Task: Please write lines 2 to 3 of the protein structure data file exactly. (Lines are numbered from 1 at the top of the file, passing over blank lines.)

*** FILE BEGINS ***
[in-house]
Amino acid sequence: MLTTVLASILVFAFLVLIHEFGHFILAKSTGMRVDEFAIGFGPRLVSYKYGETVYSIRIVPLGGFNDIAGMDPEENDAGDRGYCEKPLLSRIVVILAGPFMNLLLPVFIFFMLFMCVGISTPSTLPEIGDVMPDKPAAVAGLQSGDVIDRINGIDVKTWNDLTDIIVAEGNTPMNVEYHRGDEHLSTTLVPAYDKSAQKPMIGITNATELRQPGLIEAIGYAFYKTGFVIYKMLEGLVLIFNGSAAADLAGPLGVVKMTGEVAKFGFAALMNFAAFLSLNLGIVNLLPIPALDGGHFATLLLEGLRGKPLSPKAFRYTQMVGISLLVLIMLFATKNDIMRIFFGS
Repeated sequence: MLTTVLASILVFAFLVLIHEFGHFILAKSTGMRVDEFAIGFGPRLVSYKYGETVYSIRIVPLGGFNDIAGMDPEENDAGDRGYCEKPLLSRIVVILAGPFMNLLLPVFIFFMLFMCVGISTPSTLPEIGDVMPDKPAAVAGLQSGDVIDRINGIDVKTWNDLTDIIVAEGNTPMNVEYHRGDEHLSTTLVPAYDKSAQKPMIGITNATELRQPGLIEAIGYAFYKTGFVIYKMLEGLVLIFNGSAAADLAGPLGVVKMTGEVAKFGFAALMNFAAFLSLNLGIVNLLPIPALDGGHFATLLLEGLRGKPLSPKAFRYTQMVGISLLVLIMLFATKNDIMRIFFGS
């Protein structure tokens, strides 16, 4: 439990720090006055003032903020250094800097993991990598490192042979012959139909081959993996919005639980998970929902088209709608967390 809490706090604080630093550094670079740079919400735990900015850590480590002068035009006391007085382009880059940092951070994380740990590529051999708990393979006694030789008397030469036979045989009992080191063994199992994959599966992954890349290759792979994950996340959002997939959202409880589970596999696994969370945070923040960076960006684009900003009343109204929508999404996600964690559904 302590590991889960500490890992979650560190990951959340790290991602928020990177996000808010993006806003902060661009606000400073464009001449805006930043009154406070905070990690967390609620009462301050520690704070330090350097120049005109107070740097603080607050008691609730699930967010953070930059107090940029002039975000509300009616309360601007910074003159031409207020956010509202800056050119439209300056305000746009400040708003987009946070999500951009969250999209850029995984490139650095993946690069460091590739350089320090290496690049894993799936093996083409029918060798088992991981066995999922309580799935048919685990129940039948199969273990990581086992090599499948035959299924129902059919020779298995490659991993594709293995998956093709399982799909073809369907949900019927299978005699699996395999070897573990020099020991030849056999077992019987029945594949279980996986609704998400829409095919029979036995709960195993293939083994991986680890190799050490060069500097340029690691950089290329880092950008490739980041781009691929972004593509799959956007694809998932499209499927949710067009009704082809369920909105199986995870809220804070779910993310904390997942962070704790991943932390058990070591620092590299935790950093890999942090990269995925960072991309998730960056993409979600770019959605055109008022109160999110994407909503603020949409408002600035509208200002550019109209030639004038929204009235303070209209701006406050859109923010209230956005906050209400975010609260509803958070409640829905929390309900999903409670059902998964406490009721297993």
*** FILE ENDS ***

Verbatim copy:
Amino acid sequence: MLTTVLASILVFAFLVLIHEFGHFILAKSTGMRVDEFAIGFGPRLVSYKYGETVYSIRIVPLGGFNDIAGMDPEENDAGDRGYCEKPLLSRIVVILAGPFMNLLLPVFIFFMLFMCVGISTPSTLPEIGDVMPDKPAAVAGLQSGDVIDRINGIDVKTWNDLTDIIVAEGNTPMNVEYHRGDEHLSTTLVPAYDKSAQKPMIGITNATELRQPGLIEAIGYAFYKTGFVIYKMLEGLVLIFNGSAAADLAGPLGVVKMTGEVAKFGFAALMNFAAFLSLNLGIVNLLPIPALDGGHFATLLLEGLRGKPLSPKAFRYTQMVGISLLVLIMLFATKNDIMRIFFGS
Repeated sequence: MLTTVLASILVFAFLVLIHEFGHFILAKSTGMRVDEFAIGFGPRLVSYKYGETVYSIRIVPLGGFNDIAGMDPEENDAGDRGYCEKPLLSRIVVILAGPFMNLLLPVFIFFMLFMCVGISTPSTLPEIGDVMPDKPAAVAGLQSGDVIDRINGIDVKTWNDLTDIIVAEGNTPMNVEYHRGDEHLSTTLVPAYDKSAQKPMIGITNATELRQPGLIEAIGYAFYKTGFVIYKMLEGLVLIFNGSAAADLAGPLGVVKMTGEVAKFGFAALMNFAAFLSLNLGIVNLLPIPALDGGHFATLLLEGLRGKPLSPKAFRYTQMVGISLLVLIMLFATKNDIMRIFFGS